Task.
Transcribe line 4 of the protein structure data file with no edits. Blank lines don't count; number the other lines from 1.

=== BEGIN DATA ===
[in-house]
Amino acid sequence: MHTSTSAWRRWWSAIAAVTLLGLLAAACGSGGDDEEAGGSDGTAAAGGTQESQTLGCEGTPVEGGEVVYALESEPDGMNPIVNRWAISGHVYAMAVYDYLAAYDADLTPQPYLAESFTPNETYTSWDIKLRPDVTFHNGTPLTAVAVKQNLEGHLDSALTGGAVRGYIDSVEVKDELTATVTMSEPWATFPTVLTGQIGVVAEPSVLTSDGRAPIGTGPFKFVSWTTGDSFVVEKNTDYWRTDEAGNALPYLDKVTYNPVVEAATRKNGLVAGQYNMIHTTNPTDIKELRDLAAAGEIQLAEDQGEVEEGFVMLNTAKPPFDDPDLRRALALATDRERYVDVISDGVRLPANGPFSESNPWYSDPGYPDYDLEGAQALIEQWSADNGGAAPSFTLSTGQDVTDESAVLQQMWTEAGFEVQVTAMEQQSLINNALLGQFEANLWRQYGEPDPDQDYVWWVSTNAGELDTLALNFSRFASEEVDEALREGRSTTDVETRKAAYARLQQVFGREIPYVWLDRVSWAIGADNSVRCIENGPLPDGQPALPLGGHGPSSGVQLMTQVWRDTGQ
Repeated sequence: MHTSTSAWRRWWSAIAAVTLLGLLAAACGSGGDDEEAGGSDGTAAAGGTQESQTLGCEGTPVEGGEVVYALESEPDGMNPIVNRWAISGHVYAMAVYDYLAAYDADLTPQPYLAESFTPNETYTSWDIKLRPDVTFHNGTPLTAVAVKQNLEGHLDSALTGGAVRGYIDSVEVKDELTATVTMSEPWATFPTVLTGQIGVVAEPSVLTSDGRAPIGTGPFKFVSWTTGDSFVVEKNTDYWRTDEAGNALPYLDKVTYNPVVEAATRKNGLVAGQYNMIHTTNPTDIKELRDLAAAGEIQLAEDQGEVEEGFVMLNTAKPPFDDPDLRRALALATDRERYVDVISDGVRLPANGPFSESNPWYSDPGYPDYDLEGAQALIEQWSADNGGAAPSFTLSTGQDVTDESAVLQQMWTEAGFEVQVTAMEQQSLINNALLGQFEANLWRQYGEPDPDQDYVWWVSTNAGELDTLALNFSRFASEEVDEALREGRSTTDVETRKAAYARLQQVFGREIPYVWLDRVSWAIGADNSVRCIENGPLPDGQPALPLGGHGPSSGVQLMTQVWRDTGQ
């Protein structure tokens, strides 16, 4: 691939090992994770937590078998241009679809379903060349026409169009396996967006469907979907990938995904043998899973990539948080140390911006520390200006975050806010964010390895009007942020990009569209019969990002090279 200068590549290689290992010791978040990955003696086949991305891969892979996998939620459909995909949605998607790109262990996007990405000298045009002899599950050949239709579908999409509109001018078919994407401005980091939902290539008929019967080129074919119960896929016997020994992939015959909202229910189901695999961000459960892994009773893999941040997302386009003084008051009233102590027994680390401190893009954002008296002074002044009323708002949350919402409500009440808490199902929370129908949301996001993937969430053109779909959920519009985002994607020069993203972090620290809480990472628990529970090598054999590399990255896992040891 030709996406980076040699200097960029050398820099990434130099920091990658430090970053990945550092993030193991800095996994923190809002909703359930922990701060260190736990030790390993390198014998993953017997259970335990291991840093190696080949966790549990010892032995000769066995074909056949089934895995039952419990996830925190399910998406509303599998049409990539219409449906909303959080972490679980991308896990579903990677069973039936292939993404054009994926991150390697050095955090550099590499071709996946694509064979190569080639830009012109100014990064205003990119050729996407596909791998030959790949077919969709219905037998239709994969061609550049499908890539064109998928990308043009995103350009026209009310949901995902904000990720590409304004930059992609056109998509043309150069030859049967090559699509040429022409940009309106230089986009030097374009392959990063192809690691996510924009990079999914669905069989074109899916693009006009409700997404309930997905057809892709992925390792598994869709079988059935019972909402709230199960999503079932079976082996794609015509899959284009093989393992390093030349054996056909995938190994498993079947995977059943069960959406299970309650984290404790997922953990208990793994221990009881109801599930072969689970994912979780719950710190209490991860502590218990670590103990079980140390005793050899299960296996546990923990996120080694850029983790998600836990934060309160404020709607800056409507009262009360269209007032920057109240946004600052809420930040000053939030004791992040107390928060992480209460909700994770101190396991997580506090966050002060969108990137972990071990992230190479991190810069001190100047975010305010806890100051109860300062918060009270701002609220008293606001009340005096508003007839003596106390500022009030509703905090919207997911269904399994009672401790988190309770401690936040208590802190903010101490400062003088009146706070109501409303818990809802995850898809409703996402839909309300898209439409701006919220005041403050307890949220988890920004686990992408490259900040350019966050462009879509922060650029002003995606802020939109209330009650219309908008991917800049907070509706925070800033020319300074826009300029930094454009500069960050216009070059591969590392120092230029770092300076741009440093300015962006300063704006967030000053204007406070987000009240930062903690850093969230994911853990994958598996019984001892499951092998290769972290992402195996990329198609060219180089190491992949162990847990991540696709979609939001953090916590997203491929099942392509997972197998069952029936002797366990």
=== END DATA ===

């Protein structure tokens, strides 16, 4: 691939090992994770937590078998241009679809379903060349026409169009396996967006469907979907990938995904043998899973990539948080140390911006520390200006975050806010964010390895009007942020990009569209019969990002090279 200068590549290689290992010791978040990955003696086949991305891969892979996998939620459909995909949605998607790109262990996007990405000298045009002899599950050949239709579908999409509109001018078919994407401005980091939902290539008929019967080129074919119960896929016997020994992939015959909202229910189901695999961000459960892994009773893999941040997302386009003084008051009233102590027994680390401190893009954002008296002074002044009323708002949350919402409500009440808490199902929370129908949301996001993937969430053109779909959920519009985002994607020069993203972090620290809480990472628990529970090598054999590399990255896992040891 030709996406980076040699200097960029050398820099990434130099920091990658430090970053990945550092993030193991800095996994923190809002909703359930922990701060260190736990030790390993390198014998993953017997259970335990291991840093190696080949966790549990010892032995000769066995074909056949089934895995039952419990996830925190399910998406509303599998049409990539219409449906909303959080972490679980991308896990579903990677069973039936292939993404054009994926991150390697050095955090550099590499071709996946694509064979190569080639830009012109100014990064205003990119050729996407596909791998030959790949077919969709219905037998239709994969061609550049499908890539064109998928990308043009995103350009026209009310949901995902904000990720590409304004930059992609056109998509043309150069030859049967090559699509040429022409940009309106230089986009030097374009392959990063192809690691996510924009990079999914669905069989074109899916693009006009409700997404309930997905057809892709992925390792598994869709079988059935019972909402709230199960999503079932079976082996794609015509899959284009093989393992390093030349054996056909995938190994498993079947995977059943069960959406299970309650984290404790997922953990208990793994221990009881109801599930072969689970994912979780719950710190209490991860502590218990670590103990079980140390005793050899299960296996546990923990996120080694850029983790998600836990934060309160404020709607800056409507009262009360269209007032920057109240946004600052809420930040000053939030004791992040107390928060992480209460909700994770101190396991997580506090966050002060969108990137972990071990992230190479991190810069001190100047975010305010806890100051109860300062918060009270701002609220008293606001009340005096508003007839003596106390500022009030509703905090919207997911269904399994009672401790988190309770401690936040208590802190903010101490400062003088009146706070109501409303818990809802995850898809409703996402839909309300898209439409701006919220005041403050307890949220988890920004686990992408490259900040350019966050462009879509922060650029002003995606802020939109209330009650219309908008991917800049907070509706925070800033020319300074826009300029930094454009500069960050216009070059591969590392120092230029770092300076741009440093300015962006300063704006967030000053204007406070987000009240930062903690850093969230994911853990994958598996019984001892499951092998290769972290992402195996990329198609060219180089190491992949162990847990991540696709979609939001953090916590997203491929099942392509997972197998069952029936002797366990």